State Supreme Court refuses to restore injunction blocking two laws, so in almost all cases abortion remains illegal in Kentucky

By Melissa Patrick and Al Cross
Kentucky Health News

Abortion in Kentucky remains illegal in almost all cases while a lawsuit by the state’s two abortion providers over the issue continues in the courts, the state Supreme Court ruled Thursday.

In a much anticipated but highly fractured decision, the court refused to restore a Louisville judge’s injunction that temporarily blocked two abortion bans last summer.

“We hold that the abortion providers lack third-party standing to challenge the statutes on behalf of their patients,” Justice Debra Lambert of Somerset wrote in the Feb. 16 opinion. “Notwithstanding, the abortion providers have first-party, constitutional standing to challenge one of the statutes on their own behalf.”

Lambert also wrote, “To be clear, this opinion does not in any way determine whether the Kentucky Constitution protects or does not protect the right to receive an abortion, as no appropriate party to raise that issue is before us. Nothing in this opinion shall be construed to prevent an appropriate party from filing suit at a later date.”

The providers contend that the two bans violate a right to privacy that isn’t specified in the state constitution but has been found in earlier decisions of the court. Jefferson Circuit Judge Mitch Perry provisionally agreed with them last July and issued an injunction blocking the bans. Now te case goes back to him for more proceedings, which will start the case’s path back to the Supreme Court.

The bans make abortions illegal in Kentucky except when the pregnancy poses a risk to the woman’s life, or when fetal cardiac activity has begun, usually around six weeks into pregnancy and often before a woman knows she is pregnant. Both bans took effect last year after the U.S. Supreme Court overturned Roe v. Wade, the 1973 case that created a national right to abortion.

Perry’s ruling was stayed by Court of Appeals Judge Larry Thompson of Pikeville, and a badly divided Supreme Court allowed it to stand while voters considered a constitutional amendment that would have made the case moot by saying the state’s basic law creates no right to abortion. By 4.7 percentage points, voters rejected the amendment.

A week later, the court heard oral arguments, but was unable to reach a decision before two seats changed hands. They were held by the two justices who clearly wanted to keep the injunction in place: then-Chief Justice John Minton of Bowling Green and then-Justice Lisabeth Hughes of Louisville. Neither sought re-election. They were replaced by Kelly Thompson of Bowling Green, who moved up from the appeals court, and Angela McCormick Bisig of Louisville, who rose from the Jefferson circuit.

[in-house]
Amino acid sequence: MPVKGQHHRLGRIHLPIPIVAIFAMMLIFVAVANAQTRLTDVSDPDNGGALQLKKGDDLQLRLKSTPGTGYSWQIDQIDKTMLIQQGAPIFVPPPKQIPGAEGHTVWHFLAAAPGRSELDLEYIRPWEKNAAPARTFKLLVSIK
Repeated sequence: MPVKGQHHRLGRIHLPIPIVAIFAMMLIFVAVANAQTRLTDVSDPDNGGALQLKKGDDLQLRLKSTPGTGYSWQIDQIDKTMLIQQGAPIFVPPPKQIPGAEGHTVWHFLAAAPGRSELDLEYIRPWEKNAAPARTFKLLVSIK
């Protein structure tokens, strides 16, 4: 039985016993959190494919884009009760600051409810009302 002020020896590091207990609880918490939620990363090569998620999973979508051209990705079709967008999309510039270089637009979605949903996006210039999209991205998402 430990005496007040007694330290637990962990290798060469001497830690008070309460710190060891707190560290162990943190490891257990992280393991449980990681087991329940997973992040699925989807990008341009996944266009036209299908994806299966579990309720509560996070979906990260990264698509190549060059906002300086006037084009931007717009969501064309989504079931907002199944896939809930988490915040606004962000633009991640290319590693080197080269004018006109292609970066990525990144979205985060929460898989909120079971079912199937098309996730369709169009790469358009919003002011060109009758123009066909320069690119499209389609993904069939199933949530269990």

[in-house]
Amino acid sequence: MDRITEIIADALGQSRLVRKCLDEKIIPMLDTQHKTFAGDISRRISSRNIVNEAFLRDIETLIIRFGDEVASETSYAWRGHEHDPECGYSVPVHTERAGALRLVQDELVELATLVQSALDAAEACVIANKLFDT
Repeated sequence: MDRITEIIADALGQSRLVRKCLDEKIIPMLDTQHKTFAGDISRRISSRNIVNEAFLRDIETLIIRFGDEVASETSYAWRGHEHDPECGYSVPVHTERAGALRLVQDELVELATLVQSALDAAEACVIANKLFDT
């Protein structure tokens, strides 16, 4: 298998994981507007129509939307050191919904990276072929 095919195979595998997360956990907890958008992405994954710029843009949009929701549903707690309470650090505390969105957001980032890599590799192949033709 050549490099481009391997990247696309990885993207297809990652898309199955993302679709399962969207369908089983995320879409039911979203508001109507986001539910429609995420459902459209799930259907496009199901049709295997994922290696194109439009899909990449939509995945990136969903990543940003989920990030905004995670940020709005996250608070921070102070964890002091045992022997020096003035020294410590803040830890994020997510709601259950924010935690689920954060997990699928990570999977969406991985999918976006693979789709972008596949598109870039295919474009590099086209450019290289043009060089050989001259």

The newly constituted court ruled without hearing additional arguments, and was even more fractured than the old court had been. Only Justice Robert Conley of Russell joined Lambert’s controlling opinion. Justice Shea Nickell of Paducah agreed with them that Perry had abused his discretion, but said in a long dissent that the abortion providers had no right to challenge the laws until they were actually enforced, so the case should be dismissed.

Bisig, Thompson and Justice Michelle Keller of Fort Mitchell agreed only on a threshold procedural issue, whether the abortion providers had standing to sue, and disagreed with other parts. Bisig and Keller each wrote stronly worded dissents that the other joined. Thompson said Perry should move quickly but let “all interested parties” intervene in the case.

The justice that some observers have seen as the critical swing vote in the case, Chief Justice Laurance Van Meter of Lexington, concurred only in the result.

Bisig’s dissent said that the court should have followed “decades of well-settled jurisprudence” and considered the constitutional issues. She said its decision “permits the criminal prosecution of persons who assist incest and rape victims in terminating a resulting unwanted pregnancy” and “allows enforcement of the bans despite its own express acknowledgement that those statutes may ‘create a situation wherein a physician has a gravely ill pregnant patient, but because of the threat of criminal and civil penalties under the bans, the physician may hesitate in rendering life-saving treatment to the pregnant patient or altogether fail to render that treatment.’”

Attorney General Daniel Cameron,who is seeking the Republican nomination for governor, praised the controlling decision. “This is a significant victory, and we will continue to stand up for the unborn by defending these laws,” he said in a news release.

The Planned Parenthood Federation of America, the American Civil Liberties Union, and the ACLU of Kentucky on behalf of the abortion providers, EMW Women’s Surgical Center and Planned Parenthood Great Northwest, Hawaii, Alaska, Indiana, Kentucky issued a statement saying the court “failed to protect the health and safety of nearly a million people in the state . . . We will never give up the fight to restore bodily autonomy and reproductive freedom in Kentucky. This fight is not over.”

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